Many of our clients are looking for cost effective ways to safely allow their dogs to spend time in their yard, without the constriction of a leash.
A fence, whether traditional or invisible, can provide a safe way for dogs and their humans to play and enjoy each others’ company. You can provide fun, exercise, and interaction right in your own backyard. A win, win for everyone!
When it comes to the safety of your pets, no cost should be spared. For dogs in particular, one of the biggest safety concerns is making sure they don’t wander off your property. There are all types of dangers that lost dogs can run into. The best solution for a big yard is, of course, a fence, but what type? Traditional fences can be costly, and electronic fences can be, too, when they’re installed by professionals.
A DIY invisible fence is a less expensive alternative that still offers great protection for your beloved pets. But how much does a DIY invisible fence cost?
Purchasing an Invisible Fence System
A basic invisible fence system isn’t as expensive as you might think. There are several great systems that can be purchased for just $300 or less. Most systems include the main electronic fence unit, one standard e-collar, and 500 feet of boundary wire. Online invisible fence reviews are great resources for learning about the different types of systems and deciding which one is right for your yard. A wireless dog fence is another option, but it can be slightly more expensive. Wireless dog fences with ranges of up to 25 acres usually cost up to $800 total.
Before choosing a system, you’ll have to keep in mind what specifications and features you need or want. You’ll need to measure your yard and choose a system that has a comparable maximum capacity. The Innotek dog fence review, for example, lets you know it can contain up to 25 acres. The PetSafe YardMax review shows that its maximum capacity is 10 acres, but other electronic dog fences can contain up to 100 acres of land. You must also choose a system that can support as many e-collars as you need. For example, most wireless dog fences can only support up to two e-collars at a time, meaning they aren’t viable for people who own more than two dogs.
Additional Costs and Expenses
If you have a small yard and just one dog, you may not need to purchase any extras beyond what comes with the basic invisible fence system. However, you may need to spend a couple hundred dollars more if you need more than 500 feet of boundary wire or have more than one dog. Boundary wire can cost $22 or more per 500 feet. Depending on the size of your yard, boundary wire can get expensive, but it is still much less than sections of traditional fence, especially over multiple acres of land. If you need to burying your boundary wire, you may need to rent a trencher to do the digging for you, which can cost about $50 per day, although usually one day is enough.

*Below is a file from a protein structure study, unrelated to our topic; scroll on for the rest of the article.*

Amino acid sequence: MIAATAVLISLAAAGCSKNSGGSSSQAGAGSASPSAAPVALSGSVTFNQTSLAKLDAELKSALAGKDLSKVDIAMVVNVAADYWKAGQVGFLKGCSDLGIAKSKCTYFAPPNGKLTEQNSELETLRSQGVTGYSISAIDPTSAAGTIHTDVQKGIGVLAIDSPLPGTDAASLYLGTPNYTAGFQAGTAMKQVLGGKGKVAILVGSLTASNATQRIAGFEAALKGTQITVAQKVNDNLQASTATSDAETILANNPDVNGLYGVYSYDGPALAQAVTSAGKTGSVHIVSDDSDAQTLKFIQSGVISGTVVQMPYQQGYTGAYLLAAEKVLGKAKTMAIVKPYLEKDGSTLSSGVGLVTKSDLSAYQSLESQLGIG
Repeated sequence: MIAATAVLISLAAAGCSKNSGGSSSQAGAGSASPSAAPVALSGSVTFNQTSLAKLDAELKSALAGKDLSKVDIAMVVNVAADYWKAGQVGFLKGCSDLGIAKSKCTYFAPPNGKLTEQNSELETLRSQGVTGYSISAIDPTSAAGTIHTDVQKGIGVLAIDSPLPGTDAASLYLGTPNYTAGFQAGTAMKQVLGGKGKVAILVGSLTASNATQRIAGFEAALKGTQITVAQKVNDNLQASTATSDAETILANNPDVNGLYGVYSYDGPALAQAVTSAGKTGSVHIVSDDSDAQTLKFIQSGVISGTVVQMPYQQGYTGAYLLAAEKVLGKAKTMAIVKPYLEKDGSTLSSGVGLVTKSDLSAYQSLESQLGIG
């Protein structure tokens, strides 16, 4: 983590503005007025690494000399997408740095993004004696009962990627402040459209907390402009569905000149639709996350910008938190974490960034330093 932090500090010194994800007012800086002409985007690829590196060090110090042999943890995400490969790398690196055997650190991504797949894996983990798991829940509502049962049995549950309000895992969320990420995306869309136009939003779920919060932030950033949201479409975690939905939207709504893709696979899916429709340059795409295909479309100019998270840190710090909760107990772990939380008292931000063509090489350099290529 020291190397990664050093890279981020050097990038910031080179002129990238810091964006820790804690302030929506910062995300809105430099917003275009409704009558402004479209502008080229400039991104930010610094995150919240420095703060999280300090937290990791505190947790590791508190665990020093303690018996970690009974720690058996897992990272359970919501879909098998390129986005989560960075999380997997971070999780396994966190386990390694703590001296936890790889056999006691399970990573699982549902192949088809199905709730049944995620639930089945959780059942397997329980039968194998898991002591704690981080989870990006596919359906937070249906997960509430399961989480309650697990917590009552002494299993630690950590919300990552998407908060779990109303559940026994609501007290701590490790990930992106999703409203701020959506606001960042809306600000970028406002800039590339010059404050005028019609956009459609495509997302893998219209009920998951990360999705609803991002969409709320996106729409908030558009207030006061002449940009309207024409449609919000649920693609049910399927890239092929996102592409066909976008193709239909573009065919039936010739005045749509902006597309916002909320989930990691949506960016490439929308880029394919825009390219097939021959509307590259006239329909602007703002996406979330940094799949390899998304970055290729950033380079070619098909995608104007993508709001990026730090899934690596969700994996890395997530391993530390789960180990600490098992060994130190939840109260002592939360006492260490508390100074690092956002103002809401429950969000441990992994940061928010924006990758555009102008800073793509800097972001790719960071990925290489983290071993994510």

If you have a very small or very large dog, you may need to purchase special e-collars. The standard e-collars are usually not recommended for use with dogs that are less than 15 pounds. Small dogs may require e-collars that are lighter and have lower levels of correction, although most e-collars do have adjustable levels. Very large or stubborn dogs may also require e-collars that have a stronger maximum correction level. E-collars usually cost about $60 to $100 each. If you purchase e-collars that are rechargeable, you will not need to purchase batteries throughout the year, which can run up to $40 per year.
Cost of Running Your Invisible Fence
Many people are concerned about the cost of running an electronic fence. You might be surprised to learn an electronic dog fence may only raise your electric bill about $1 to $2 per month. There are no more costs associated with running your invisible fence system on a daily basis. Electronic dog fences are great because they rarely break. If there is a break in the wire, your main unit will notify you so that your dog is never at risk of escaping. When you install your own invisible fence, you’ll gain the knowledge required to fix any breaks in the wire, too, so you will not have to pay to have a professional locate and repair the break.
Whether you purchase a wired or wireless dog fence, the most important variable is training.
It’s essential that you follow training instructions and spend the time necessary to teach your dogs their boundaries. About 15-30 minutes per day for two weeks should be sufficient. After that, most dogs will learn their boundaries and stay far enough from the perimeter that they never hear the warning tone or feel the corrective shock of their e-collars. The peace of mind that comes with knowing your dog is safe is worth any expense, but a DIY electric dog fence can help you stretch your budget – leaving lots of room for doggie treats, too.
For more information about dog fences please visit our educational partner www.dogfencediy.com.
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